Carcassonne takes its name from a medieval French town. Players lay down picture tile cards featuring part of a French landscape. They use the cards to create and extend a series of roads, rivers and settlements. Each player can use tokens to claim one of these features. Certain cards must be placed next to each other, making the game more challenging.

Eventually, cards will be positioned in a way that makes a feature complete (e.g. a road has an end or settlement is enclosed by walls on all sides). The player who claimed that feature will score points based on how big the feature is when complete. This game is a lot of fun and can be played by anyone aged 7+.

Bananagrams

Players: 1-8
Time to play: 30 minutes or less

Difficulty: medium, depends on the opponent

Bananagrams isn’t technically a board game, but this list wouldn’t be complete without it! This is a fantastic game for one to eight players, consisting of 144 tiles. Each tile shows a single letter, just like in scrabble, but players don’t score points in Bananagrams. The aim of the game is for each player to create a grid of words that interlink, like a crossword.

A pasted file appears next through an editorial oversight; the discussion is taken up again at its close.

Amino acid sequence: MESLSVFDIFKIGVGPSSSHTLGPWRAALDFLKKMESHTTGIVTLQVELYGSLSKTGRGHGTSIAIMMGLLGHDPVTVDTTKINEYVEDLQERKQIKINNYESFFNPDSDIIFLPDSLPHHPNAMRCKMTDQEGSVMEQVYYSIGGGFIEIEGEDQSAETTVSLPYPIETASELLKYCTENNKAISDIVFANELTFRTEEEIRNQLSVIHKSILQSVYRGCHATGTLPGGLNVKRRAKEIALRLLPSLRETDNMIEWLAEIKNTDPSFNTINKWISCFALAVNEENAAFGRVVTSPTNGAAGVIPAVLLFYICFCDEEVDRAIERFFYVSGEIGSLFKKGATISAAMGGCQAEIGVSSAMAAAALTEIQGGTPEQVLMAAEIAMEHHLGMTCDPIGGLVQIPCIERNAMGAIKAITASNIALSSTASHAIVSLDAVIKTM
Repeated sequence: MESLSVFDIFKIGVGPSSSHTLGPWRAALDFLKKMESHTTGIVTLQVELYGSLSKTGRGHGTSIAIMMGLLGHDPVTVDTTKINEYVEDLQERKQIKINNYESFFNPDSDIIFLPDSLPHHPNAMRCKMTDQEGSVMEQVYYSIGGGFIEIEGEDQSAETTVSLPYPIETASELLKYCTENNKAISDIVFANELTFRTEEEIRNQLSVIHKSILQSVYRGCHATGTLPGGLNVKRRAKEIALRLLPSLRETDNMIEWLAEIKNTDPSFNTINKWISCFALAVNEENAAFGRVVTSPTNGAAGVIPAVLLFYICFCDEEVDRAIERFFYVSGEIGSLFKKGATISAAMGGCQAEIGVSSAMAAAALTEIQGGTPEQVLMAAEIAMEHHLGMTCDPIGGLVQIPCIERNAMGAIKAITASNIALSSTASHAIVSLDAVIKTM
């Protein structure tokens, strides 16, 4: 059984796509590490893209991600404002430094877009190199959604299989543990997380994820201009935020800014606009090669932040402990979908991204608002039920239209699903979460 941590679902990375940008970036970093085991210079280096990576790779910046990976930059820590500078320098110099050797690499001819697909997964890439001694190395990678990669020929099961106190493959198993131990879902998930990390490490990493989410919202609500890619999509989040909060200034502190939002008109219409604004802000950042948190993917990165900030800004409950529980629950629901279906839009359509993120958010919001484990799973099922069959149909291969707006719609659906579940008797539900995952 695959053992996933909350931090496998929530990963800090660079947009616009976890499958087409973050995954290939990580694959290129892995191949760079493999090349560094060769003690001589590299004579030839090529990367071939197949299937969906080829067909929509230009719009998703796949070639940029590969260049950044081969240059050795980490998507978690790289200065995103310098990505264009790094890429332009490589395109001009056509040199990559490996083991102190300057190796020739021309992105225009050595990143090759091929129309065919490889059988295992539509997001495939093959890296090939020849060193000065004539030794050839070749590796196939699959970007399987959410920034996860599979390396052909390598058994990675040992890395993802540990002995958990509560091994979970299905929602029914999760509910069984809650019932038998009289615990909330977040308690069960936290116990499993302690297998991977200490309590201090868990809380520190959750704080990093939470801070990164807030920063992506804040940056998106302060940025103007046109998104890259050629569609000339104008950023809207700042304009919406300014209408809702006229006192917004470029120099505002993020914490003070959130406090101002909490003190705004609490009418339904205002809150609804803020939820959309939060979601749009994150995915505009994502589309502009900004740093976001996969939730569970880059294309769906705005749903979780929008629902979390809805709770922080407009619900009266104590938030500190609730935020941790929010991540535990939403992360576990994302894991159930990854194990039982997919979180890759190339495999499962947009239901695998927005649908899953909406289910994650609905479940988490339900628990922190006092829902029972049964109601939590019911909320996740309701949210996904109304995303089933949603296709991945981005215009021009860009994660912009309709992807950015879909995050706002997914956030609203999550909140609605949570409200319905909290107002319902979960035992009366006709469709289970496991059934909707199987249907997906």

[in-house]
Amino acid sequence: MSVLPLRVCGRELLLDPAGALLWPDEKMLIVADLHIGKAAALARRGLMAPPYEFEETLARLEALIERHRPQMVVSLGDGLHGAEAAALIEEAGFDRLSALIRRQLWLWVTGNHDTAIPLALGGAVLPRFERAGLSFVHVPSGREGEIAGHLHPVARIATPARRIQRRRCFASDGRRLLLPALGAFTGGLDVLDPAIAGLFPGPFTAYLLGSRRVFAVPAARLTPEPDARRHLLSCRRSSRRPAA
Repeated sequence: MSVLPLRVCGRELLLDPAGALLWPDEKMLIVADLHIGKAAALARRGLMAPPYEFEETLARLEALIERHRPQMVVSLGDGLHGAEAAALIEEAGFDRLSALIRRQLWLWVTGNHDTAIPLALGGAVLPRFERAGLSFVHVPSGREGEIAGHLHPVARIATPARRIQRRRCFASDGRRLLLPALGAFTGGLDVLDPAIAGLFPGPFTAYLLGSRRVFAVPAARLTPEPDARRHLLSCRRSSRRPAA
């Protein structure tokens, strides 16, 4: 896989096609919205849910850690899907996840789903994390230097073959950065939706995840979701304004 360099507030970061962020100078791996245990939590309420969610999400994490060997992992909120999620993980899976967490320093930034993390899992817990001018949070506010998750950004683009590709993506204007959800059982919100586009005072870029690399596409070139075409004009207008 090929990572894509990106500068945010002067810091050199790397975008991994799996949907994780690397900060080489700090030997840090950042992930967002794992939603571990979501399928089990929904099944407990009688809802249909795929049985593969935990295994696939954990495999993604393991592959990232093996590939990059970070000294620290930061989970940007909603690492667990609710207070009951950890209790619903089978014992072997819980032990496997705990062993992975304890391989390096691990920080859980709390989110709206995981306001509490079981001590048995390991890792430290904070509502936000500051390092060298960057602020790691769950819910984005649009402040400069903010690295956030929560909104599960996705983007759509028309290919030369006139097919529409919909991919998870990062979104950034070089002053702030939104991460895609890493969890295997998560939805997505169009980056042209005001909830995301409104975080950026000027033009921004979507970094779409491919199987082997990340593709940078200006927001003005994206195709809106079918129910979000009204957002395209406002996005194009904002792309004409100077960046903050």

To start, players lay all the tiles faced down in the middle of the table and take a certain number without looking at them. Someone then shouts “split,” and players frantically turn their pile over. Each player uses their tiles to create their own word grid.

The pressure starts to build when a player uses all their tiles. This person shouts “peel,” and everyone must take another tile from the middle pile to add to their grid. Players need to rearrange their grids to use up new letters as quickly as possible. Otherwise, they’ll find themselves falling behind! When there are fewer letters in the middle pile than players in the game, the first person to use all their letters is the winner.

Linkee

Players: 2+
Time to play: 30 mins

Difficulty: medium

Linkee has been around for a few years, but it’s still a family favourite at Christmas. The game was originally seen on Dragon’s Den in 2013, where Duncan Bannatyne offered the creators £50,000 for 40% of their business. The trio declined, but the publicity helped them to grow their game into a major success.